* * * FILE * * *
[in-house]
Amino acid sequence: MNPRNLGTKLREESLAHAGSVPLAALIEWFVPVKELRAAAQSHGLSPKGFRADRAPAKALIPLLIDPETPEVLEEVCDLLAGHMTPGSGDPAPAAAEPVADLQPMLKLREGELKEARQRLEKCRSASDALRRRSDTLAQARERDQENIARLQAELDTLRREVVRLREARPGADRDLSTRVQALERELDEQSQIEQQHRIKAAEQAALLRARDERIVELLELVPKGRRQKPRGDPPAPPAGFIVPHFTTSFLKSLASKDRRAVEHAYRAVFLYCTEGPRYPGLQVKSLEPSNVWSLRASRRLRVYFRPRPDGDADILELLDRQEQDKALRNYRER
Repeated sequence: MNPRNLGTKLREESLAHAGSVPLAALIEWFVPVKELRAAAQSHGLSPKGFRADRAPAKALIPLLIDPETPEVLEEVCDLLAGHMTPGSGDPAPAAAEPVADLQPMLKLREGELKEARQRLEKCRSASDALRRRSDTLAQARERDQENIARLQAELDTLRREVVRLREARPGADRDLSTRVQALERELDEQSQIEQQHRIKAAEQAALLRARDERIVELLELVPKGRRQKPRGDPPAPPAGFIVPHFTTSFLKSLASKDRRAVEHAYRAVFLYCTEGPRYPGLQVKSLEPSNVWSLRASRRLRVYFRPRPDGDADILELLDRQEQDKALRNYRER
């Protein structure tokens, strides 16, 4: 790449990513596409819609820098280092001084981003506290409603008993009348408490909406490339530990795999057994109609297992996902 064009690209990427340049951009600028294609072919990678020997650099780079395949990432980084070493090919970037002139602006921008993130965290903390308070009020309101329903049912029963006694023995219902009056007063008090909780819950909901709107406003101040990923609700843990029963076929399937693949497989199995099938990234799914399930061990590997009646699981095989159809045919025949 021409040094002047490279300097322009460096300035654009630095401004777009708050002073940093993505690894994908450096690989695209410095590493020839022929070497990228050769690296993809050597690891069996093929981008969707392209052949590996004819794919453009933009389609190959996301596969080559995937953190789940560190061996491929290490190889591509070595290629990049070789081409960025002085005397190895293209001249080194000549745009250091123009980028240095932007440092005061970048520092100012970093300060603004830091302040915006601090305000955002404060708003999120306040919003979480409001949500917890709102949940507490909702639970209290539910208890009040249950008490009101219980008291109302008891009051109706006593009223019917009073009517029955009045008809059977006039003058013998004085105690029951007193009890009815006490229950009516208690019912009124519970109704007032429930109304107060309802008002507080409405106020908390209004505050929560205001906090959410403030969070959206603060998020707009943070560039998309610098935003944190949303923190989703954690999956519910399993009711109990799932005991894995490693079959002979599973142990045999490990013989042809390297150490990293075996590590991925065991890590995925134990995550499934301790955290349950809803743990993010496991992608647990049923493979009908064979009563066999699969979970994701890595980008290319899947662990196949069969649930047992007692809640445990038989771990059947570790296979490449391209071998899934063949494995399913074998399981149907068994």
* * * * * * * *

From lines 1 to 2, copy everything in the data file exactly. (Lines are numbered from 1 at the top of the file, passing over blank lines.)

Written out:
[in-house]
Amino acid sequence: MNPRNLGTKLREESLAHAGSVPLAALIEWFVPVKELRAAAQSHGLSPKGFRADRAPAKALIPLLIDPETPEVLEEVCDLLAGHMTPGSGDPAPAAAEPVADLQPMLKLREGELKEARQRLEKCRSASDALRRRSDTLAQARERDQENIARLQAELDTLRREVVRLREARPGADRDLSTRVQALERELDEQSQIEQQHRIKAAEQAALLRARDERIVELLELVPKGRRQKPRGDPPAPPAGFIVPHFTTSFLKSLASKDRRAVEHAYRAVFLYCTEGPRYPGLQVKSLEPSNVWSLRASRRLRVYFRPRPDGDADILELLDRQEQDKALRNYRER